A few days ago, it was my birthday. And I got the most amazing gift ever. It didn’t cost a cent, it made me feel amazing, and it came from a total stranger who had no idea that it was even my birthday.
Perhaps it is childish, but I really love my birthday. It’s my favorite day of the year. It’s not really about the gifts, although I do love gifts. It’s not even really about the cake, although I really love cake. It’s not even about having an excuse to drink all day, although (usually) I really, really love my wine. I guess it is just about having a day that is all about me (and everyone else who is born on August 7th). Friends, old and new, reach out with kind words. Strangers, when they hear it is your birthday (and you know I tell EVERYONE it is my birthday), give you a genuine smile and wishes for a happy year. Most of all, I take the opportunity to indulge myself a bit. I let myself eat burgers and fries for lunch, have as big of a slice of cake as I like (or two), drink a bit more than I should, or even buy myself a little gift, spending more than I normally would.
Although usually I love making the day all about me, this year I was actually excited about spending the day with my daughter, Lyla. Perhaps I am finally growing up a bit. For the first time, at two years old, she finally understands that this is a special day. She helped my husband prepare a nice breakfast for me, even picking flowers to give me from the garden, and burst into my room singing “Happy birthday to you! Tanti Auguri to you!” (the bilingual remix of happy birthday.) We then decided to spend the day at the Santa Monica pier. We had gone there for her second birthday, and had one of the best days together that we had ever had. We rode rides, took silly pictures in a photo booth, ate burgers while looking out at the ocean, rode the famous carousel, and spoiled ourselves with giant, ice cream sundaes. Sounded like the perfect way to spend a birthday to me… perhaps I am NOT growing up too much, after all.
It was a perfect day. I was relaxed and happy, and my daughter was too. No worrying about eating enough vegetables, or too much sugar. No getting frustrated when my daughter had an accident, and peed right on the arcade floor… although we did make a quick exit. No temper tantrums – from either of us. It was a day for the history books. Then it got better.
After eating our cheeseburgers and fries, while cleaning up the rather large mess (because my daughter is 2, even on her best days) a man, who I noticed sitting alone next to us, approached the table. He said, “Excuse me. I just wanted to tell you that you are doing a great job. Your daughter is lucky to have you.” I could barely stutter, “Thank you so much” before he had turned and was on his way. I was in complete shock. First, that someone had noticed me and my daughter at all – and not simply to give us a dirty look because my daughter was standing on the chair screaming “You hear that?! That’s a fart!” at the top of her lungs (true story.) Second, that a total stranger had gone out of his way to pay me a compliment with nothing to gain for himself – a compliment that I have really, really needed to hear for some time now. I really needed to hear someone tell me that I am doing ok, because most of the time I feel like I am failing miserably.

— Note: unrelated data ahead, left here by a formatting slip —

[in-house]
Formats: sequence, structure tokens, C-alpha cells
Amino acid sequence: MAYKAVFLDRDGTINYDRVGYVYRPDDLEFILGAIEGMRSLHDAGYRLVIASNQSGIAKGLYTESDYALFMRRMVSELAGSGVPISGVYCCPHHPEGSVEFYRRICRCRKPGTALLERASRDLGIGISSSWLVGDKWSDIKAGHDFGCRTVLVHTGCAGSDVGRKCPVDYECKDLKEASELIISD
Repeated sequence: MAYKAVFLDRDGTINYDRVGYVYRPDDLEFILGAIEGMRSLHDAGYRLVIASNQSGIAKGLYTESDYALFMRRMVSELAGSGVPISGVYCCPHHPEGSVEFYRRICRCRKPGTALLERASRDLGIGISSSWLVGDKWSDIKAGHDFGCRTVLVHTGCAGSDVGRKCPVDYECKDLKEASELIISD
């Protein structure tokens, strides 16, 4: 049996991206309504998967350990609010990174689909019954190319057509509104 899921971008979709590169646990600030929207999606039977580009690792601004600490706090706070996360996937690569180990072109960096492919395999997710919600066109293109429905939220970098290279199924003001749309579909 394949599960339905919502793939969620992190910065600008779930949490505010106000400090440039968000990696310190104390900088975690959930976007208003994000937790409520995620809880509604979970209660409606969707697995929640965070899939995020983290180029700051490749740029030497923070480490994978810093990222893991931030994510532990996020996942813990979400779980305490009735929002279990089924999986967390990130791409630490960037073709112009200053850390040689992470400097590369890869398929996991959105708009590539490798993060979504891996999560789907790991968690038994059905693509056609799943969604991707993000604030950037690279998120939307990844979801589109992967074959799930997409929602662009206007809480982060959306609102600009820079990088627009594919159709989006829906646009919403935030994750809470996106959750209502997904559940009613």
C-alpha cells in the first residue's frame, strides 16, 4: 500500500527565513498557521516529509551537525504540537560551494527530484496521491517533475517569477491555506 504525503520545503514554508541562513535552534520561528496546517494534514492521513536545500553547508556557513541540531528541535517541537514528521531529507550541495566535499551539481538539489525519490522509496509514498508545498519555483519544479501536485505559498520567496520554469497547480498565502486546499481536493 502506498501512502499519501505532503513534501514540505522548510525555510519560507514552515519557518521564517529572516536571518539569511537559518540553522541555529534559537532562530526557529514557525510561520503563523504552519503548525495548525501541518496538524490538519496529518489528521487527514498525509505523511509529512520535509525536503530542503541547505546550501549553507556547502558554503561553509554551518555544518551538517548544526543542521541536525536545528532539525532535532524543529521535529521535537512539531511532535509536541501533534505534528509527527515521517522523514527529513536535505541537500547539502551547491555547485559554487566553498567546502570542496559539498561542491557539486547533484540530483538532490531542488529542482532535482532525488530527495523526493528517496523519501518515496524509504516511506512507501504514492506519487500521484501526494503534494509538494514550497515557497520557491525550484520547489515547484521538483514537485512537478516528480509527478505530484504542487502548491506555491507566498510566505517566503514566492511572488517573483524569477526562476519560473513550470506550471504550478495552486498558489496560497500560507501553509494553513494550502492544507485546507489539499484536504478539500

I don’t think I’m a bad parent necessarily, but usually when I analyze my day, it is much easier to focus on all the things I did wrong, rather than the things I did right. I tend to focus on the times I lost my temper, the times I raised my voice, the times I gave up fighting and let my daughter watch tv because I needed some goddamn peace and quiet. I wonder if my daughter slept enough, if she ate enough of the right things or too much of the wrong ones. I question my choices when it comes to discipline, praise, and pretty much everything in between. And when I analyze all of this, my answer is usually that I can do better. That everyone else is doing it better.
Even on those rare, really good days, when my daughter is well-behaved, I am relaxed, and everything goes smoothly, it is through no feat of mine. It is because my daughter is in a good mood, or she got enough sleep, or just pure, simple, good luck. The credit is never mine.
So when this total stranger came up to me and told me that I was ok, and even better than ok, that I was a GOOD parent – it was something I truly needed to hear. Not because I needed an ego boost. Not because a compliment is always nice. Not even because it was my birthday. I needed to hear it, because then I started wondering if perhaps it might be true. Might I be doing ok? Might I even be doing some of this parenting thing… gasp… well? It made me think of how happy my daughter is. How smart and funny and kind she is. How creative and loving. And I started to think that maybe it’s not an accident. That maybe I do, in fact, have something to do with that. And I still think that. Even over the past few days, when I lost my temper or said something I shouldn’t, I kept thinking that even if I wasn’t perfect, perhaps I am doing ok anyway.
I have no idea who this man is, and I guarantee that he has no idea how much that simple act of kindness meant to me. He has no idea that it keeps me going when things get tough. Or maybe he does know, and that is why he said it. If so, he is even kinder than I ever imagined.